‘Elder Scrolls Online’ offers all the multiplayer medieval mayhem you can take
By BRIAN BOWERS | STARS AND STRIPES Published: April 25, 2014
For years, fans of the “Elder Scrolls” franchise have dreamed of fighting side by side with friends in the fantasy land of Tamriel. With the release of “The Elder Scrolls Online,” they get their chance.
The new online game is remarkably faithful to its predecessors. From the lore to the gameplay to the graphics — and even the glitches — it definitely feels like a familiar foray into the medieval world created by Bethesda Softworks.
Of course, the mechanics and dynamics of cooperative and competitive play have been added in the transition from a single-player title to a massive multiplayer online game. And the minor tweaks are countless. However, it seems that Bethesda really didn’t make any major changes to its basic formula. And that should make fans happy.
What hasn’t made many of them happy is the $15-per-month subscription fee.
For the past year, gamers have been eager to point out that practically every other online multiplayer game is now “free to play,” relying on advertising or on fees that unlock special items and experiences. Of course the MMO king, “World of Warcraft,” still gets away with charging a monthly subscription fee, so the fee-haters’ argument will fall flat if “ESO” manages to reach similar status. While that might be a tough dragon to slay, I believe it is possible.
Gamers want enthralling stories and enjoyable gameplay. Fortunately, “ESO” has both covered — though it doesn’t actually break any new ground in the second category.
“ESO” starts off with a much richer heritage than “World of Warcraft.” Bethesda can draw upon the lore developed for five deep role-playing games filled with fascinating people, nations and creatures. “WoW” had only three strategy games that were fun, but comparatively light on mythos. In addition, the folks at Bethesda are skilled at developing games that offer more than 100 hours of captivating gameplay. Because of this, I don’t think providing interesting content should be a major concern.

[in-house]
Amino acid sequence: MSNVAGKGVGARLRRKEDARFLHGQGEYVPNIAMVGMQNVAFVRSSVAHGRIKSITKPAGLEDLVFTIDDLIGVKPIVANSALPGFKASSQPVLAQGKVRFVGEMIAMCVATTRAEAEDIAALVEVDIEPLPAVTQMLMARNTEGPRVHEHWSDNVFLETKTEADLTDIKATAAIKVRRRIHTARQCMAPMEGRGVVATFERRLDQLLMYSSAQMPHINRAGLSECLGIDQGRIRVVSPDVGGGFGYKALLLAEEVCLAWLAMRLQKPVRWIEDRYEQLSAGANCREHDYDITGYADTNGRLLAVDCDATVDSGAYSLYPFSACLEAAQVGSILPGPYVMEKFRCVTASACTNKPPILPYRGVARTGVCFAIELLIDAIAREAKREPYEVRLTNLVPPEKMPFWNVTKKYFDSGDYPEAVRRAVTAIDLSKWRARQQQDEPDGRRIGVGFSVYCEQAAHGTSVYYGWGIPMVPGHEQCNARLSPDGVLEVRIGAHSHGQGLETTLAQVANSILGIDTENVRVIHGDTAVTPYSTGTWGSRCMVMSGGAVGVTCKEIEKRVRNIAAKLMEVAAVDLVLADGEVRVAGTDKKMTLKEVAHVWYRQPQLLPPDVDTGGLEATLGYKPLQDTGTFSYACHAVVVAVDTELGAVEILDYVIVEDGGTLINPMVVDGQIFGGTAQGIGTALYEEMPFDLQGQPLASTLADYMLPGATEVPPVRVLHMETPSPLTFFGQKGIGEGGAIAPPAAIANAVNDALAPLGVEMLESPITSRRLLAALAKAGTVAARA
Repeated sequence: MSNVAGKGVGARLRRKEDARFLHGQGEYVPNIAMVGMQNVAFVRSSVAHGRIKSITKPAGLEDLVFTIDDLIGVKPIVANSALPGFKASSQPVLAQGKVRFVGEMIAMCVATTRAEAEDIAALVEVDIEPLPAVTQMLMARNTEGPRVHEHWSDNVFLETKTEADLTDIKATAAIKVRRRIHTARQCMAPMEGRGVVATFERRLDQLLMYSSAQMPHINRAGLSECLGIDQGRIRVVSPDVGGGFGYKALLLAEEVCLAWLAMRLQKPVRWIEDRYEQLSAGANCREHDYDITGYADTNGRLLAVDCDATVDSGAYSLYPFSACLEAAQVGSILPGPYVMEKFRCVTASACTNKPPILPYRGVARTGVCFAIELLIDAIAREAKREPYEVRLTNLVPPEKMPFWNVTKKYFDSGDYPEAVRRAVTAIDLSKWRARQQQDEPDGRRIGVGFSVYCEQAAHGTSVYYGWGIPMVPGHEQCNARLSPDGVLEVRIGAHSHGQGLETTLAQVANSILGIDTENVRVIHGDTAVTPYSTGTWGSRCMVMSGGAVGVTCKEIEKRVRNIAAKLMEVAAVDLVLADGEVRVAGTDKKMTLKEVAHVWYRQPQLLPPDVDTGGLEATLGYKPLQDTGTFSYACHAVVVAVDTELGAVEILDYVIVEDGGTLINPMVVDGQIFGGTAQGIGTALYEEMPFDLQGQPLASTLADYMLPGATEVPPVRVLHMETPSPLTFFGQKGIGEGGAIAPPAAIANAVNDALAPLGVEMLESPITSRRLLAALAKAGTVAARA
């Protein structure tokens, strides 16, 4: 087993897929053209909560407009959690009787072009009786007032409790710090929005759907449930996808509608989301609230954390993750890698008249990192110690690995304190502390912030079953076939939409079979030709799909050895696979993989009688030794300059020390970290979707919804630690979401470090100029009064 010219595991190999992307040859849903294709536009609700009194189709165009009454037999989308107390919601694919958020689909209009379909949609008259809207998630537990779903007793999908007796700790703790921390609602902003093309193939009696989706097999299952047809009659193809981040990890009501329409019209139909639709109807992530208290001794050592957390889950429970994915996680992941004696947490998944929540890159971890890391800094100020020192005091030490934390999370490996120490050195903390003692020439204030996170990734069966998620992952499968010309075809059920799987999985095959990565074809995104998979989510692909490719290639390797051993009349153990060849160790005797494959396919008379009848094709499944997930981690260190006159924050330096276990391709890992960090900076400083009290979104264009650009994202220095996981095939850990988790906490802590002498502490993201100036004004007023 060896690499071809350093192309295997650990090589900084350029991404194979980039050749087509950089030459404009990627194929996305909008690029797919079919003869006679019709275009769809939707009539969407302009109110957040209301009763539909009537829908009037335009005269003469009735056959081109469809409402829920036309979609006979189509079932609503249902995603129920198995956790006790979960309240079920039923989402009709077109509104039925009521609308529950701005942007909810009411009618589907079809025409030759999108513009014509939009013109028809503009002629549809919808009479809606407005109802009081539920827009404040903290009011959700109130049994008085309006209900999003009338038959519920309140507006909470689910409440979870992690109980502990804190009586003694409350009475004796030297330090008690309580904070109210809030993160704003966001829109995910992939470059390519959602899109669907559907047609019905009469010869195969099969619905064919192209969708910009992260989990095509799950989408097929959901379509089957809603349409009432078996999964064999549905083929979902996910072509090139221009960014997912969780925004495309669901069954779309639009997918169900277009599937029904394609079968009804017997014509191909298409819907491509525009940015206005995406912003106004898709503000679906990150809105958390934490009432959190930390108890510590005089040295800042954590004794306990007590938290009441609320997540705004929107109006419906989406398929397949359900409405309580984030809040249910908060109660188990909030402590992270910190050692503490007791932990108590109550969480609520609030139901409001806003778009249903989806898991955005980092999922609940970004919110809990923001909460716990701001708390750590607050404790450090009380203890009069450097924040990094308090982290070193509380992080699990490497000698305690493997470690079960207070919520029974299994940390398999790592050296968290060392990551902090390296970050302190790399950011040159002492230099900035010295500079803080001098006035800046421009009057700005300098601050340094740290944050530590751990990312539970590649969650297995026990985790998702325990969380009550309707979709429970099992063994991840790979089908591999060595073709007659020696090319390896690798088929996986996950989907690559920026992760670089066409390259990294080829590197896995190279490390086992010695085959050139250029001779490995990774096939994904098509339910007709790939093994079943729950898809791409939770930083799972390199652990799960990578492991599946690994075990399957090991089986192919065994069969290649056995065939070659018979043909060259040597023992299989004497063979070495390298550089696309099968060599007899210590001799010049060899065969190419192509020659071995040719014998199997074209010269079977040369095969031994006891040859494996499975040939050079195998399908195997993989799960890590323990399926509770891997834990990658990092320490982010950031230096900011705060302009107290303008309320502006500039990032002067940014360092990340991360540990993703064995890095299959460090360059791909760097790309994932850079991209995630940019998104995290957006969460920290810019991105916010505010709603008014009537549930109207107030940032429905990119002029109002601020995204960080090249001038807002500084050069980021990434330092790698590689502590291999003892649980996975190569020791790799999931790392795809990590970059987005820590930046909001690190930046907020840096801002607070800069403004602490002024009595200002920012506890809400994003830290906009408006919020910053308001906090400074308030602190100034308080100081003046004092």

That was evident during the first weeks of availability. Despite playing the game for almost 100 hours since its beta phase, I feel like I’ve only dented the surface. I’ve played extensively in only one of the three warring alliances and have just dabbled in the others. Each has a unique set of missions and environments, so there’s plenty more for me to explore as I create new characters and join other alliances. And Bethesda is already advertising that more adventures are on the way.
Players start the game by creating a character, which involves coming up with a name, choosing gender, race, alliance and career path and determining physical characteristics. The races are the usual suspects for Tamriel — several nationalities of humans and elves, feline Khajiit, reptilian Argonians and rugged orcs. The career possibilities consist of dragon knights, warrior-monks known as Templars, stealthy Nightblades and magic users. The character-creation mechanics give you an excellent amount of control over your avatar’s physical characteristics. My only gripe concerns the relatively limited number of hairstyles and beards.